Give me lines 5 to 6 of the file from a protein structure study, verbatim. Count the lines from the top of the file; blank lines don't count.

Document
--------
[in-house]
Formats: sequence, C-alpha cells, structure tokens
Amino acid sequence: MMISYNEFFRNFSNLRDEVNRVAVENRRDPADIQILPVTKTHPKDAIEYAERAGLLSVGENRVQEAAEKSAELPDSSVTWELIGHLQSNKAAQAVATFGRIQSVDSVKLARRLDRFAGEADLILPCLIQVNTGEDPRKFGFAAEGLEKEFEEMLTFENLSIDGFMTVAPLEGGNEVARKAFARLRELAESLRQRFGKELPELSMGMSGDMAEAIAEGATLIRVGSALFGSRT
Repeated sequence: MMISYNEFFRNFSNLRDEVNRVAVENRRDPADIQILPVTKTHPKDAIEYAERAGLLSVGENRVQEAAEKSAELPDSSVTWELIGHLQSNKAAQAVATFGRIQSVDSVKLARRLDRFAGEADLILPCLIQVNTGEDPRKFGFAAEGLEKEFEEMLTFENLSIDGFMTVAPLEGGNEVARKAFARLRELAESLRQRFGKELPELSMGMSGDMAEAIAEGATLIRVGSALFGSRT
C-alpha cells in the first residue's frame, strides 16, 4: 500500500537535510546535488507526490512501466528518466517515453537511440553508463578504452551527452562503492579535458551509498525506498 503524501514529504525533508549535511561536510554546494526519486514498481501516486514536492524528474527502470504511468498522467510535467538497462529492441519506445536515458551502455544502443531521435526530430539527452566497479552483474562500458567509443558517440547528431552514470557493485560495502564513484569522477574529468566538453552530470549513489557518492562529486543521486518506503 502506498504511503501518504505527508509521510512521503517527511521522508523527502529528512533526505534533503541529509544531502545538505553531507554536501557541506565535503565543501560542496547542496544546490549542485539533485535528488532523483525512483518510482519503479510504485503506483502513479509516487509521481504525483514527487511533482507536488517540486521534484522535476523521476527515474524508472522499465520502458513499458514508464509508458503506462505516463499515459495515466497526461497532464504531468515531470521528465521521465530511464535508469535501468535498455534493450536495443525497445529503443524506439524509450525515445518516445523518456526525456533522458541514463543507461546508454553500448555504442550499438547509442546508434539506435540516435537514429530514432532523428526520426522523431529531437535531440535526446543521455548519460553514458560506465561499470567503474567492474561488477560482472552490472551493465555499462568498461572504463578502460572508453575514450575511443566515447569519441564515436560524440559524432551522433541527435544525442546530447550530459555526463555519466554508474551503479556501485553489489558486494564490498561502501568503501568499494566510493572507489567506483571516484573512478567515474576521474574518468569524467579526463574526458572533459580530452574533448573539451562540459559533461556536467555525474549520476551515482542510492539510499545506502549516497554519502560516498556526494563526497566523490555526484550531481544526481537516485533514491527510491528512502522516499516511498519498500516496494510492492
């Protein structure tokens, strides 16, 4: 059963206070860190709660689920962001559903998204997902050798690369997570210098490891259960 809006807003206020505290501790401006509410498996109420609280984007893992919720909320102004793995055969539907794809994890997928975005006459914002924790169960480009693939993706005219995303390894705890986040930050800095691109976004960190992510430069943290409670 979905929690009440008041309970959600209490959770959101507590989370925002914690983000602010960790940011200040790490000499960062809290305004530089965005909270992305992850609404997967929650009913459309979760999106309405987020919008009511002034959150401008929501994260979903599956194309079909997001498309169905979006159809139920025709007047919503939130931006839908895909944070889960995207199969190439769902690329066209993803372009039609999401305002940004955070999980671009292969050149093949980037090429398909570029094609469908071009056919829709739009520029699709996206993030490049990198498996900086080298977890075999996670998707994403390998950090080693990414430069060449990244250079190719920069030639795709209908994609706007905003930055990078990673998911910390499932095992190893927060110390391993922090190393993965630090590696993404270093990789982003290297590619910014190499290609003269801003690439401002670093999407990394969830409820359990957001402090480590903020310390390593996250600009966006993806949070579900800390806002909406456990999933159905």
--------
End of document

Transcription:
C-alpha cells in the first residue's frame, strides 16, 4: 500500500537535510546535488507526490512501466528518466517515453537511440553508463578504452551527452562503492579535458551509498525506498 503524501514529504525533508549535511561536510554546494526519486514498481501516486514536492524528474527502470504511468498522467510535467538497462529492441519506445536515458551502455544502443531521435526530430539527452566497479552483474562500458567509443558517440547528431552514470557493485560495502564513484569522477574529468566538453552530470549513489557518492562529486543521486518506503 502506498504511503501518504505527508509521510512521503517527511521522508523527502529528512533526505534533503541529509544531502545538505553531507554536501557541506565535503565543501560542496547542496544546490549542485539533485535528488532523483525512483518510482519503479510504485503506483502513479509516487509521481504525483514527487511533482507536488517540486521534484522535476523521476527515474524508472522499465520502458513499458514508464509508458503506462505516463499515459495515466497526461497532464504531468515531470521528465521521465530511464535508469535501468535498455534493450536495443525497445529503443524506439524509450525515445518516445523518456526525456533522458541514463543507461546508454553500448555504442550499438547509442546508434539506435540516435537514429530514432532523428526520426522523431529531437535531440535526446543521455548519460553514458560506465561499470567503474567492474561488477560482472552490472551493465555499462568498461572504463578502460572508453575514450575511443566515447569519441564515436560524440559524432551522433541527435544525442546530447550530459555526463555519466554508474551503479556501485553489489558486494564490498561502501568503501568499494566510493572507489567506483571516484573512478567515474576521474574518468569524467579526463574526458572533459580530452574533448573539451562540459559533461556536467555525474549520476551515482542510492539510499545506502549516497554519502560516498556526494563526497566523490555526484550531481544526481537516485533514491527510491528512502522516499516511498519498500516496494510492492
């Protein structure tokens, strides 16, 4: 059963206070860190709660689920962001559903998204997902050798690369997570210098490891259960 809006807003206020505290501790401006509410498996109420609280984007893992919720909320102004793995055969539907794809994890997928975005006459914002924790169960480009693939993706005219995303390894705890986040930050800095691109976004960190992510430069943290409670 979905929690009440008041309970959600209490959770959101507590989370925002914690983000602010960790940011200040790490000499960062809290305004530089965005909270992305992850609404997967929650009913459309979760999106309405987020919008009511002034959150401008929501994260979903599956194309079909997001498309169905979006159809139920025709007047919503939130931006839908895909944070889960995207199969190439769902690329066209993803372009039609999401305002940004955070999980671009292969050149093949980037090429398909570029094609469908071009056919829709739009520029699709996206993030490049990198498996900086080298977890075999996670998707994403390998950090080693990414430069060449990244250079190719920069030639795709209908994609706007905003930055990078990673998911910390499932095992190893927060110390391993922090190393993965630090590696993404270093990789982003290297590619910014190499290609003269801003690439401002670093999407990394969830409820359990957001402090480590903020310390390593996250600009966006993806949070579900800390806002909406456990999933159905």